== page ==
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pfeil it View Drop Down
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Post Options Post Options   Thanks (0) Thanks(0)   Quote pfeil it Quote  Post ReplyReply Direct Link To This Post Posted: 06 Mar 2010 at 1:52pm
Hi ray
you have cracked on if your ready for the roof to go on well done mate.
mine,s all but finished just a few bits n bob,s to do
regards ian

Edited by pfeil it - 06 Mar 2010 at 1:54pm
just another pfeil chisel wont break bank
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Post Options Post Options   Thanks (0) Thanks(0)   Quote Turnpike Quote  Post ReplyReply Direct Link To This Post Posted: 06 Mar 2010 at 2:17pm
No.... I'm not as far on as it seems Ian. Unhappy With this design of roof you have to know where the angle changes to drop a supporting timber down to the ground at that point. The only thing in so far is the base plate of the walls!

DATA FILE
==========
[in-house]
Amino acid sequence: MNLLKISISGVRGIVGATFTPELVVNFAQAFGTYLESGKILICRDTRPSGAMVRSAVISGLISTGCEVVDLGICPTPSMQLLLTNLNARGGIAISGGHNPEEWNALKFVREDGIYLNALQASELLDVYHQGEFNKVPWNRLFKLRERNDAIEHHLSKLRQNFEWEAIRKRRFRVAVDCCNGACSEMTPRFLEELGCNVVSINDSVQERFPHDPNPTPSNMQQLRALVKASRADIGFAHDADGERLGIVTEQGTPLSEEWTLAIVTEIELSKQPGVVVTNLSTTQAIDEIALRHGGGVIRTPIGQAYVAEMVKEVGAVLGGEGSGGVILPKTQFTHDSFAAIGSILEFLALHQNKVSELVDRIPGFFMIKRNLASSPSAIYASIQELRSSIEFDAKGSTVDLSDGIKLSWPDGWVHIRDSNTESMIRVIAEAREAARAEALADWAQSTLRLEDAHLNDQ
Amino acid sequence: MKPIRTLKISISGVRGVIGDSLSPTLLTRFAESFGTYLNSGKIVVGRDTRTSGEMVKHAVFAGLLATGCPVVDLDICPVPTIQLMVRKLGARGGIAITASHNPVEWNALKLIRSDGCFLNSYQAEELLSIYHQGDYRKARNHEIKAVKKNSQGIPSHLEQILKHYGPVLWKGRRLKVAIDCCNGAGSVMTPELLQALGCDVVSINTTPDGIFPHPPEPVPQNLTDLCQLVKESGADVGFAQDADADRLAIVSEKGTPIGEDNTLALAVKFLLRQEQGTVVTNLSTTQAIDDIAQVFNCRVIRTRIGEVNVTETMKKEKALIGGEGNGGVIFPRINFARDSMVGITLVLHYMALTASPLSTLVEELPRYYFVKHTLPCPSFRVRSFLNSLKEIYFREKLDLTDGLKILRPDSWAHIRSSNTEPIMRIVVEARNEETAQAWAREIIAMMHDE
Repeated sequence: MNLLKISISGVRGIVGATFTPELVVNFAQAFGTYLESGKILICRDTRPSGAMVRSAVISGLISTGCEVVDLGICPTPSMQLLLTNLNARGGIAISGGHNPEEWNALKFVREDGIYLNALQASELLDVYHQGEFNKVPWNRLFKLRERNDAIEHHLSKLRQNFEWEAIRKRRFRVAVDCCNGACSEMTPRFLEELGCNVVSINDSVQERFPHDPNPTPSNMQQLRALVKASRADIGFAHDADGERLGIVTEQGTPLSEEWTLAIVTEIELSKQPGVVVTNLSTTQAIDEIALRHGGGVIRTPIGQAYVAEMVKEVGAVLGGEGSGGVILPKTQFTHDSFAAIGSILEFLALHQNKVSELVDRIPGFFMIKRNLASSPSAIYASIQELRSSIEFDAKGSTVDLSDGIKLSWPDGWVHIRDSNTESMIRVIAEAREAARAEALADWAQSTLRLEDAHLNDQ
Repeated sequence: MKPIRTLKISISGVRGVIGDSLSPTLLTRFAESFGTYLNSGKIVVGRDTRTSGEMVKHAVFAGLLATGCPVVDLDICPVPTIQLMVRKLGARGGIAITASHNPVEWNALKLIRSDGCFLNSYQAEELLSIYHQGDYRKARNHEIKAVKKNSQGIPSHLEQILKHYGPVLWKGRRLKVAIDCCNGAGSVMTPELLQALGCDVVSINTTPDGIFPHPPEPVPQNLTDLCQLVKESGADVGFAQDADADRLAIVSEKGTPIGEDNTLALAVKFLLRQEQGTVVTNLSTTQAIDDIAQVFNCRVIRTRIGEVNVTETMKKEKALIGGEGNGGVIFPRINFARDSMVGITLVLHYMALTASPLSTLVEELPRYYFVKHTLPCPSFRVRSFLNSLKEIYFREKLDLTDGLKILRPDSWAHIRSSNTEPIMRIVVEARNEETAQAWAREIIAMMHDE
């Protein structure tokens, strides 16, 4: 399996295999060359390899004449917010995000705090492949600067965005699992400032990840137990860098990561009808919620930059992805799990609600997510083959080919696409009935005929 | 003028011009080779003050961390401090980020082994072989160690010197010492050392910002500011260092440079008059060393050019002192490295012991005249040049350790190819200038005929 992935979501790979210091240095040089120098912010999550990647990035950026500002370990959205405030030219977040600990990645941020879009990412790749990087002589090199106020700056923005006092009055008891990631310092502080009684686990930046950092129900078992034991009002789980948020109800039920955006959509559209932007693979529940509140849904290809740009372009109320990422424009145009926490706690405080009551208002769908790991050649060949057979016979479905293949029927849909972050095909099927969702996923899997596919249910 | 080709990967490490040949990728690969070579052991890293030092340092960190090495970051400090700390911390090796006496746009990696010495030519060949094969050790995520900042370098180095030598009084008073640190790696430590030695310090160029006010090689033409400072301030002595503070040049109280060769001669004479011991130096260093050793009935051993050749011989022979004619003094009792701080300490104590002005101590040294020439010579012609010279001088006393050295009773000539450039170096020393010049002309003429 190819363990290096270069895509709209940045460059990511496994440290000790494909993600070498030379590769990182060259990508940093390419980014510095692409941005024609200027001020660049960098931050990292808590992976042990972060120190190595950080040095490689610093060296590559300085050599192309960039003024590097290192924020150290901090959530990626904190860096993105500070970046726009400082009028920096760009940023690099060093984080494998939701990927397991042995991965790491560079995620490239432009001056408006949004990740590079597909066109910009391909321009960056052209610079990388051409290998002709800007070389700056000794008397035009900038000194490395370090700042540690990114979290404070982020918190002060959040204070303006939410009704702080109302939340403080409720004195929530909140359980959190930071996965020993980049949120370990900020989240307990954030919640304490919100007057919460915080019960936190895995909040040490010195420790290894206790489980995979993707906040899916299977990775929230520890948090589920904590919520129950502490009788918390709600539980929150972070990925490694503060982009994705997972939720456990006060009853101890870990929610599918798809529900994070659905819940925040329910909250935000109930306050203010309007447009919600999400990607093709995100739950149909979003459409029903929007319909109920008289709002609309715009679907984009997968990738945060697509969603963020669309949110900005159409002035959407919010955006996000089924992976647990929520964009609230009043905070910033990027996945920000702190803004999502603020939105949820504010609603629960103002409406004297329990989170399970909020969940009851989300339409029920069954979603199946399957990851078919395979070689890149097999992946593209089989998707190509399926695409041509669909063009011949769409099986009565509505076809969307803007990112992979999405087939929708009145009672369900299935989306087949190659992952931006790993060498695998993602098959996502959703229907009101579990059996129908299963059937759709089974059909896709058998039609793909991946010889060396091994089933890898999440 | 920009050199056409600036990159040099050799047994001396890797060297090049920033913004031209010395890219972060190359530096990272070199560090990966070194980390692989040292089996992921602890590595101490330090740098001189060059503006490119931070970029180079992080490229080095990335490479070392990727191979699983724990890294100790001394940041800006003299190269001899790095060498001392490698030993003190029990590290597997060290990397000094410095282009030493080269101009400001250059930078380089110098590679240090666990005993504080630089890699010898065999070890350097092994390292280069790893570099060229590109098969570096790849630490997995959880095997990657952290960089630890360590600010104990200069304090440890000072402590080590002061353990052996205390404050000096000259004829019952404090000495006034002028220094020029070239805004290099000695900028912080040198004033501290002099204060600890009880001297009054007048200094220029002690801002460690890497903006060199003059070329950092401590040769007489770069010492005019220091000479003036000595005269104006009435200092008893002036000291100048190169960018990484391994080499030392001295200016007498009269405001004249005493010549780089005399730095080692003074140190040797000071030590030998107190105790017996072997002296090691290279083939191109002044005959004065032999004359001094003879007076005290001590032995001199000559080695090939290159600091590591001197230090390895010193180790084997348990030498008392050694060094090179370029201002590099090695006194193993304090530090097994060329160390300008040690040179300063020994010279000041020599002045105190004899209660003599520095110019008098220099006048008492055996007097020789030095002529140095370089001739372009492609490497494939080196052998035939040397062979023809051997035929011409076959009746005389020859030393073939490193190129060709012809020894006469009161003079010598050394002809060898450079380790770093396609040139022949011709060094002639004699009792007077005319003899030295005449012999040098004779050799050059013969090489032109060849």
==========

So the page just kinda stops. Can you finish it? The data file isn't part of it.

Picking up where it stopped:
The quicker I receive some advice, the quicker I can 'crack on' though! Big%20smile
Ray
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Post Options Post Options   Thanks (0) Thanks(0)   Quote stanleyman140 Quote  Post ReplyReply Direct Link To This Post Posted: 06 Mar 2010 at 8:26pm
hi ray,i'm not a roofer but from work i've done in the past i would definitely not lay felt tiles flat or at a very shallow angle,for the reason you pointed out heavy laying snow and the effect of capillery attraction.why are you using felt tiles and not a 3 layer system of felt?
you dont state what timber section sizes you are going to use?
how are you intending to joint? if you sandwhich the timbers and bolt using toothed connectors i don't think you will have a problem with your design.